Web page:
Powering Different Voltage Motors , Servos And Ezb From One Battery


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Ok dc to dc converters can allow us to drop a battery voltage saaaay like a 7.2 v rechargeable down to the 6volt the servos and ezb need. Motors can handle a little overvolt sometimes. This is useful for dropping voltage for lights and LEDs too so your not wasting lots of power through tons of resistors. In my case I have a 12v motherboard and everything else runs lower voltage so the motherboard PSU goes straight to 12v and everything else is dropped to 6v as seen in the picture. Dc to dc converters range from 2 to 10th dollars on ebay. I opted for the nicer one with built in led display to show both input and output voltage which.is great for setups and trouble shooting without using a meter on every connection. Dc to dc converters are up to 96 percent efficiency meaning 4 percent is lost through heat.


Nice schematic! This will come in very handy. Thank you.


Excellent. Really appreciate this.



Nice drawing!
What are you using to create your drawings? I'd like to get mine drawn up like this.
I like the DC to DC converters.


Lol this is just paint shop the free program with Windows.
@brett , Alan. Your welcome guys. Im drawing schematics so ill have a planned Map instead of winging it. Just too many wires for that inside my bot. After I finished this one I thought others might find it useful. Smile


when using dc-dc converters you need to watch the max current it can handle and add each servo stall current
most common servo's draw up to 1 amp stall and your 2 amp rated dc-dc converter can handle only 2
dc-dc conveters not always the best to use ,unless you are looking to isolated other boards and stuff,when you use them you lose some power,better idea is LDO ( low drop out regulators) ,also adding weight so more draw on power

i see you are using 2 AMP dc-dc converter to 10 amp esc it will burn out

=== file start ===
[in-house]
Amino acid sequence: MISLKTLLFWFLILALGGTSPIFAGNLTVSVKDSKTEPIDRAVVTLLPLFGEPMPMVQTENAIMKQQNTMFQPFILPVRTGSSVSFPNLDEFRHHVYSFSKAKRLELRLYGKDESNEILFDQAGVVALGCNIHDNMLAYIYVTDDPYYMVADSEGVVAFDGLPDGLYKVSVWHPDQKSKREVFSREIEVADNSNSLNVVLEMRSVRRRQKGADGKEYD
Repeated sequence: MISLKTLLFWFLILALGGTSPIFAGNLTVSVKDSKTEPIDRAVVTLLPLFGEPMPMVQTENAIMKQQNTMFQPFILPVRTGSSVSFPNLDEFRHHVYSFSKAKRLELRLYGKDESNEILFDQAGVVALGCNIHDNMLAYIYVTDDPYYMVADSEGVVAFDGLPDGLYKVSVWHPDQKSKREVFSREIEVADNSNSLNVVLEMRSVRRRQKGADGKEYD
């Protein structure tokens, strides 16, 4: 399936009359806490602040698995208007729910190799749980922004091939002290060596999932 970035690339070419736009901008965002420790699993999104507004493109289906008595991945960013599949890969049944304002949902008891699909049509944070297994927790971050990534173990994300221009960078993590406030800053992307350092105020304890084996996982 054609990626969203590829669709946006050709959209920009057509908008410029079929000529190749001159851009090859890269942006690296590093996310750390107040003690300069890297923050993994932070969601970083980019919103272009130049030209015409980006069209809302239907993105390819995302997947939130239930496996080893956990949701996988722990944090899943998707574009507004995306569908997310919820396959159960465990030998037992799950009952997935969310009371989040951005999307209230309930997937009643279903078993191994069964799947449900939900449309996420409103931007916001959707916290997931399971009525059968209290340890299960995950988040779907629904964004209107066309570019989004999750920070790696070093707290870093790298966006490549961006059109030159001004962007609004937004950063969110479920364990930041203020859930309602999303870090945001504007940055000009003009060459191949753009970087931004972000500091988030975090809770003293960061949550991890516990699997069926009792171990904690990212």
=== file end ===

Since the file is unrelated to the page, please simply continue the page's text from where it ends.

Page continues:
same for driving four 2 amp esc with a 2 amp dc-dc converter
also one you are using draws alot more then most dc-dc converter all those leds


If I need more power ill wire in higher amp converters. For now I have 2amp versions but there are 5a and 10a versions. I will check things with a good meter individually and exchange the dc to dc converters as needed. Dj used a 1.5a controller on his omnibot so even though mine handles 10a it should draw very little , but that's testing stage. I've set it up this way for easy swaptronics (change out a identicle yet better board)


@jtarne it does matter igf you use a 10 amp esc thats good part it what each motor has at stall current you need to be worry a bout , stall current and drive current is 2 different types
stall current is when you hold the shaft from turning about 1/2 min or so and measure the current or look at the specs on the motor,mostly your motors have atleast 4 amps if using the same motors that came with the omnibot
thats 8 amps stall
on servo's on a Standard Servo its most 1 amp stall,because of the h-bridge cut-off if if using 4 servo's 4 amps and so on ,now on normal operating current is much less
at my work we have a motor tester to check rpm,stall drive depending on the load (torque)
current under a certain load wthat we can adjust and high cost torque meter that measure the current
if you have a 10 amp ESC then you need a 10 dc-dc converter ,also good idea is to add a simple current monitor and comparator to turn off the motor when it hits a bump or gear gets stuck,contact switches or bumber switches on help but dont solve itthen should add a simple temperature cut-off too on motor
simple circuit using a diode and op amp and few parts

are you a stock motor for main drive

here is a link to mabuchi motor for spec,another company is johnson motor company

mabuchi motor company


For those interested: I found those DC to DC converters for only $9.99 free shipping here!


That's were I bought them! Smile shipping takes three weeks though.